Are you guilty of bid rigging?
It may seem like an innocent enough technique: you coordinate with one or several other bidders for a government job to raise the price of the goods or services and/or to ensure that a chosen company or contractor wins the job. Though the collaboration between you and other bidders means that no one loses or gets hurt, your actions may constitute bid-rigging, which is a form of collusion.
According to Justice.gov, bid-rigging occurs when conspiring competitors work together to raise the prices at which purchasers — typically government entities — pay for goods or services. Bid rigging can take many forms, but conspiracies typically fall into one of four categories.
Complementary bidding occurs when one or more competitors submit bids that they know the purchaser will not accept. The bids often contain outrageous terms or estimated totals that far exceed the project’s true value. The purpose of complementary bidding is to give the appearance of competitive bidding while secretly inflating the prices.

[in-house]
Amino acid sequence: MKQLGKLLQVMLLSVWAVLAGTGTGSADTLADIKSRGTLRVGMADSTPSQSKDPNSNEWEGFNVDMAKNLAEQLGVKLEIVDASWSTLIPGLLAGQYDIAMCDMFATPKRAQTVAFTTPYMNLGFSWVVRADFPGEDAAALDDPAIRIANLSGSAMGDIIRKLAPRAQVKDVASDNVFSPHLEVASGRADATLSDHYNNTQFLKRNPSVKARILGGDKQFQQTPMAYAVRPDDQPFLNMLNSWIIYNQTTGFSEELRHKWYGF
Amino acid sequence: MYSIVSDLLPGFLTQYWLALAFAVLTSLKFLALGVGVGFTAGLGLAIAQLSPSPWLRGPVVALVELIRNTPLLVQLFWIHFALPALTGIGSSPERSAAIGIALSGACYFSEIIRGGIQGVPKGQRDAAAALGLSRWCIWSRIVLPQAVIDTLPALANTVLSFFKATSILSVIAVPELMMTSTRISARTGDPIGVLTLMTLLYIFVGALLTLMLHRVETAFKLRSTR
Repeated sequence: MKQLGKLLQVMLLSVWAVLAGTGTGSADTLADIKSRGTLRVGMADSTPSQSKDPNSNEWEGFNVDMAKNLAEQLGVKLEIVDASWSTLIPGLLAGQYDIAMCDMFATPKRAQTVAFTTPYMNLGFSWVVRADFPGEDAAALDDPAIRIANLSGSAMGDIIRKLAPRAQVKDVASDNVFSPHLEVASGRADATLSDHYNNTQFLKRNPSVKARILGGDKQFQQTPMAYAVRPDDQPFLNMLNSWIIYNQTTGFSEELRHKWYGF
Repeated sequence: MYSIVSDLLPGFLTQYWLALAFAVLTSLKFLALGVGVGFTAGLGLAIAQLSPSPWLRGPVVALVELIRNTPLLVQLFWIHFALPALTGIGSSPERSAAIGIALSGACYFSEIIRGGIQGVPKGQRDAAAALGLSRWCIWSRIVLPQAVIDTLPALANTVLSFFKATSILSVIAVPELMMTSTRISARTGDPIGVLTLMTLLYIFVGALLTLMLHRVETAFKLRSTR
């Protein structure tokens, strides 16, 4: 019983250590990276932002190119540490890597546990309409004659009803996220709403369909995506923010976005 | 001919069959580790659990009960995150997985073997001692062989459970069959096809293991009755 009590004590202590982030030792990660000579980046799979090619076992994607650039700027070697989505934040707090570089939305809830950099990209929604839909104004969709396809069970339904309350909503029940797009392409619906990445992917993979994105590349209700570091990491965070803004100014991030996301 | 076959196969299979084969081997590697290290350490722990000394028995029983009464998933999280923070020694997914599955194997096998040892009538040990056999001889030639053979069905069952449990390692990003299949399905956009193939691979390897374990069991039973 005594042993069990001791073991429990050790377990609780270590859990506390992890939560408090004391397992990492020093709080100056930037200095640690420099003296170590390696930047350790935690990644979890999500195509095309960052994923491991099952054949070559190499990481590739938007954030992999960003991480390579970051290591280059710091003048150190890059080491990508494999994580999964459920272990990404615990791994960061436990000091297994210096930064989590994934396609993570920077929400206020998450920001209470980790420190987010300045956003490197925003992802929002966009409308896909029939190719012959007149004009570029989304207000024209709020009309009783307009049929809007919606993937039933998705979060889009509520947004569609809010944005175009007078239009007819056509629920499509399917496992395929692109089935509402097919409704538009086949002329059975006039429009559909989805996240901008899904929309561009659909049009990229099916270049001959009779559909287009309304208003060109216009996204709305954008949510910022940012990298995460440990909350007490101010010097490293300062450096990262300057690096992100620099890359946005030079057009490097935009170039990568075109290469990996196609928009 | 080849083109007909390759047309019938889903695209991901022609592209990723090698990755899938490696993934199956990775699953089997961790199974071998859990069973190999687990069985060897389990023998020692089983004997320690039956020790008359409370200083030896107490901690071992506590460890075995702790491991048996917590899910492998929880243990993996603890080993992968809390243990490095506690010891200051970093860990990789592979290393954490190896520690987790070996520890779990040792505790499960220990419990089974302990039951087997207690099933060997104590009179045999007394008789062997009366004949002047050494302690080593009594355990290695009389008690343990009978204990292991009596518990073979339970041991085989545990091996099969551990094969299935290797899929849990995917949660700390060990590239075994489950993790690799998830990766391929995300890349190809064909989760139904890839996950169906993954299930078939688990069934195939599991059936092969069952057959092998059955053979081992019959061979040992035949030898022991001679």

In a bid suppression scheme, a typical competitor may either refuse to submit a bid or withdraw a previously submitted proposal. The goal is to ensure that the designated three competitors win the bid.
In bid rotation schemes, all competitors submit bids. However, each takes a turn being the lowest bidder so that every competitor has the opportunity to win contracts.
Finally, though subcontracting is perfectly legal, it can become fraudulent if a subcontracting arrangement arises out of a bid-rigging scheme. For instance, a competitor may agree to withdraw its bid in exchange for lucrative subcontract work through you. In other subcontracting schemes, a contract may agree to continually submit losing bids in exchange for ongoing subcontracting work through the winner.
Regardless of what a bidding scheme looks like, each has one thing in common: an agreement between competitors that limits the competition and predetermines the winning bidder. Bid rigging of any form is illegal. If the government suspects you of engaging in it, you could face fraud charges, in which case it may be in your best interests to hire a lawyer.